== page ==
Hugo Meyer Cine Lenses

Pre-War Bolex cameras were often equipped with Hugo Meyer lenses, a German manufacturer of photographic lenses founded in the late 1800's. Meyer cine lenses were designed by Dr. Paul Rudolph, who is credited for introducing the first Anastigmatic lens in 1890 -- the Protars -- while under the employment of Carl Zeiss. This was followed in 1897 by the Planars, and in 1902, the Tessar.

Dr. Paul Rudolph
Dr. Paul Rudolph

He left Zeiss and, following World-War I, began employment for the production of lenses with Hugo Meyer & Company of Gorlitz, Germany. In 1918, Dr. Rudolph completed the calculation of the Plasmat f/4, a convertible lens with full color correction.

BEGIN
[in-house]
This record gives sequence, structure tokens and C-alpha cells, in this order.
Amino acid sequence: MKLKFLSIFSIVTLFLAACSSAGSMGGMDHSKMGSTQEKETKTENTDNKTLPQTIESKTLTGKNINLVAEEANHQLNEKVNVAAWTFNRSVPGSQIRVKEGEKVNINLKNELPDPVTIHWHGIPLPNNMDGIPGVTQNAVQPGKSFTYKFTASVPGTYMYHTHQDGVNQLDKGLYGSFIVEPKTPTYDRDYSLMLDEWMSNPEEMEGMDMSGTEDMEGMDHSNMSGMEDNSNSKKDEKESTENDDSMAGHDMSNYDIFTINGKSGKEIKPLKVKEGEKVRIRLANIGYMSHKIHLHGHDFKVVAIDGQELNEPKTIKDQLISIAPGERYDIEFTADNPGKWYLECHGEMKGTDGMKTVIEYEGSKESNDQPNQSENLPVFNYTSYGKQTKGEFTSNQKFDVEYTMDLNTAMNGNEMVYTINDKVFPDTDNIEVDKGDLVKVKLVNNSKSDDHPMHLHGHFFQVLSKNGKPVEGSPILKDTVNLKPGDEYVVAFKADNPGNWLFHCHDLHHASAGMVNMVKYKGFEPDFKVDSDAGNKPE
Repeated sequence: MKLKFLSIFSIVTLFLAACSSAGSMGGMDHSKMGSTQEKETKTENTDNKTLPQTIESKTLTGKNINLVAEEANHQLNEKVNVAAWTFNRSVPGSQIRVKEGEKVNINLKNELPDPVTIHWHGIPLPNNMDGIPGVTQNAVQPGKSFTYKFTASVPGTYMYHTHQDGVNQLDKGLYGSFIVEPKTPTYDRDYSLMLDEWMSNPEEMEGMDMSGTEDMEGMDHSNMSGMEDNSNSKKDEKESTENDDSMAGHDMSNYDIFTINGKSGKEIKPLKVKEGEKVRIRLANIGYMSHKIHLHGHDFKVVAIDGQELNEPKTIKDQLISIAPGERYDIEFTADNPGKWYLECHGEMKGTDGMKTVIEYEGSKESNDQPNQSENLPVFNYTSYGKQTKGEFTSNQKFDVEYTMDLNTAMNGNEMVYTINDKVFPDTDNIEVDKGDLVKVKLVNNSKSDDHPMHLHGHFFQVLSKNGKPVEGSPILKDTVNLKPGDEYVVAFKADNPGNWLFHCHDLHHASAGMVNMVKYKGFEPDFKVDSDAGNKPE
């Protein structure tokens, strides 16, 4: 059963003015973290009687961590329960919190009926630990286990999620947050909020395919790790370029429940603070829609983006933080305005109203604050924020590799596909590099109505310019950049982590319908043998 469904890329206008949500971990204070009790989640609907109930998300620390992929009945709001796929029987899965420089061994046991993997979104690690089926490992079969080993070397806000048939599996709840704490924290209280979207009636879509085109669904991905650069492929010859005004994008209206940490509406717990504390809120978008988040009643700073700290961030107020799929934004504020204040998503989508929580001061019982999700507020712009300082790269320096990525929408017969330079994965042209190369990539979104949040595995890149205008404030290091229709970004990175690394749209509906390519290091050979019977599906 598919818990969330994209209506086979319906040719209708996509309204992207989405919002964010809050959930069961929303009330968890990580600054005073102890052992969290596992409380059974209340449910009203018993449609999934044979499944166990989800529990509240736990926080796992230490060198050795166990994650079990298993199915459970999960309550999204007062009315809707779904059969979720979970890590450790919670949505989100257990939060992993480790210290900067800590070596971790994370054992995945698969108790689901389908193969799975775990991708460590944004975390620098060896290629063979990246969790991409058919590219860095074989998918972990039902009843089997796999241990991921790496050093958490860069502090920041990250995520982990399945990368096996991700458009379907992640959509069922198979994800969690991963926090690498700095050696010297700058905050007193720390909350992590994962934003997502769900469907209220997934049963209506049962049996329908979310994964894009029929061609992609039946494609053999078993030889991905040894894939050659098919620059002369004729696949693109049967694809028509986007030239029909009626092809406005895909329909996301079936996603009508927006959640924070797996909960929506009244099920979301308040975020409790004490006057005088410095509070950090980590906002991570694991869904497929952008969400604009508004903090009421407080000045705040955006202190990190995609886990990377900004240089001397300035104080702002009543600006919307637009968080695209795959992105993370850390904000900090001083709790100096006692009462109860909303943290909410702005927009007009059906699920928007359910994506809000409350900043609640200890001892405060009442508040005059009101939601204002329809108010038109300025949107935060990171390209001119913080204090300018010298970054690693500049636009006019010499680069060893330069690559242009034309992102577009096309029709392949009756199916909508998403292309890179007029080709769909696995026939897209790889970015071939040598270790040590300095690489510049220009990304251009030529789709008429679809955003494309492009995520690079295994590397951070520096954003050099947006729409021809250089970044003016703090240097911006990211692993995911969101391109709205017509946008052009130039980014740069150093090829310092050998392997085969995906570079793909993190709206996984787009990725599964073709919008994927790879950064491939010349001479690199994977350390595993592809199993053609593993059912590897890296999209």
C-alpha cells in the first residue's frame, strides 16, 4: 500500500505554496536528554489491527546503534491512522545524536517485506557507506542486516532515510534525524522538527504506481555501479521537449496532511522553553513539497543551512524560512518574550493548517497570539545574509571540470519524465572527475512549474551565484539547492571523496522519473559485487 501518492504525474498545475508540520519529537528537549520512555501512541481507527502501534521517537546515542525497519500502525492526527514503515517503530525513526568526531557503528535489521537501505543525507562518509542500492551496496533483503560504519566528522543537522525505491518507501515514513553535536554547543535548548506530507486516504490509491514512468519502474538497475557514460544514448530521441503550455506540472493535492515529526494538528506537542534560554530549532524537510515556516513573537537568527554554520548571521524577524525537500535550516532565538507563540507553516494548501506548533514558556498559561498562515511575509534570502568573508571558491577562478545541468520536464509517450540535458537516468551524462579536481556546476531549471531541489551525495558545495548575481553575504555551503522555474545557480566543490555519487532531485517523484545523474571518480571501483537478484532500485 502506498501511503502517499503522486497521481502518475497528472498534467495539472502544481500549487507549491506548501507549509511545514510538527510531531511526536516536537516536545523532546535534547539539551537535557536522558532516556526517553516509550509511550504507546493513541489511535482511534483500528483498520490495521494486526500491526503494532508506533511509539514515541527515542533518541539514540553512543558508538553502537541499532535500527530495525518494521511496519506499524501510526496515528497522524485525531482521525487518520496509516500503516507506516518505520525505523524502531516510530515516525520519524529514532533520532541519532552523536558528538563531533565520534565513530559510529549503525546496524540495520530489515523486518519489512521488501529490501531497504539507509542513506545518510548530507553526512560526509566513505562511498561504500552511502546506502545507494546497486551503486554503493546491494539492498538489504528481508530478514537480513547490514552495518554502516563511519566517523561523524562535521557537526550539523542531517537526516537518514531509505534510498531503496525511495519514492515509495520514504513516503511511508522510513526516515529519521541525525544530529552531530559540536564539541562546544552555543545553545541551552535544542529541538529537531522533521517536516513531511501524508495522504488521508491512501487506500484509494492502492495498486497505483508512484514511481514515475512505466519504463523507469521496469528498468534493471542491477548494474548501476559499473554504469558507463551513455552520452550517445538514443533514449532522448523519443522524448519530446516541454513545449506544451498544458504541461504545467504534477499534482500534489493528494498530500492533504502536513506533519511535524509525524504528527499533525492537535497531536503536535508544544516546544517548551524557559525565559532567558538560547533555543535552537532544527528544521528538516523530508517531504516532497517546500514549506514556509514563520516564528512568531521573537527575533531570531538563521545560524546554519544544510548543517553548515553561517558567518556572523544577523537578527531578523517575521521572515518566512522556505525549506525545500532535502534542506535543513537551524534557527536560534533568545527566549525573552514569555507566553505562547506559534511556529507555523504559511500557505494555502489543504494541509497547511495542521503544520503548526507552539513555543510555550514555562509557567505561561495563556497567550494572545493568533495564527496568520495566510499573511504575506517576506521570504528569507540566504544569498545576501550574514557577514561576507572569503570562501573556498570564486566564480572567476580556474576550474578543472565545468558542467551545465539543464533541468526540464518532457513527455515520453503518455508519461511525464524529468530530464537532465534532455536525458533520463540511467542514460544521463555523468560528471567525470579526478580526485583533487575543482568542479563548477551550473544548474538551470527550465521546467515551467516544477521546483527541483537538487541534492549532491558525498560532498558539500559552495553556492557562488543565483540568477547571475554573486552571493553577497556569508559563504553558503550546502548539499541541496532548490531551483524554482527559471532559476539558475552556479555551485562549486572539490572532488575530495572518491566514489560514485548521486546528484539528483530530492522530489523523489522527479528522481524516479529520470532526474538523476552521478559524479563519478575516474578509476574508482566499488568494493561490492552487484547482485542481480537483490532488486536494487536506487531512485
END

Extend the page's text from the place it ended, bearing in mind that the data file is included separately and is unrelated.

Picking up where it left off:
With the increasing poularity of motion pictures, he directed his attention to the development of a Plasmat lens of high speed, so that Plasmat results could be brought to the screen. In 1924, he introduced the Kino Plasmat f/2 -- and in 1926, finished the calculation of the Kino Plasmat f/1.5, which at the time was the fastest lens made.

Meyer Cine Lenses
Above: Illustration showing a scene photographed from the same location with Hugo Meyer lenses of various focal lengths.

The range of Hugo Meyer cine lenses was expanded to include the Trioplan and Tele Megor series. Listed below are a selection of Meyer lenses that I know to have been produced throughout the 1930s, and which are sometimes found on Bolex cameras manufactured before WWII.

Kino Plasmat 12.5mm f/1.5

Trioplan 25mm f/2.5

Trioplan 36mm f/2.8

Kino-Plasmat 15mm f/1.5

Trioplan 15mm f/2.8 fixed focus lens

Trioplan 15mm f/2.8 with focus mount

Kino-Plasmat 2" f/1.5

Trioplan 2" f/2.8

Trioplan 3" f/2.8

Trioplan 4" f/2.8

Trioplan 3" f/4.5

Trioplan 4" f/4.5

Tele-Megor 3" f/4

Tele-Megor 4" f/4

Tele-Megor 6" f/4

Tele-Megor 7" f/5.5

Tele-Megor 9" f/4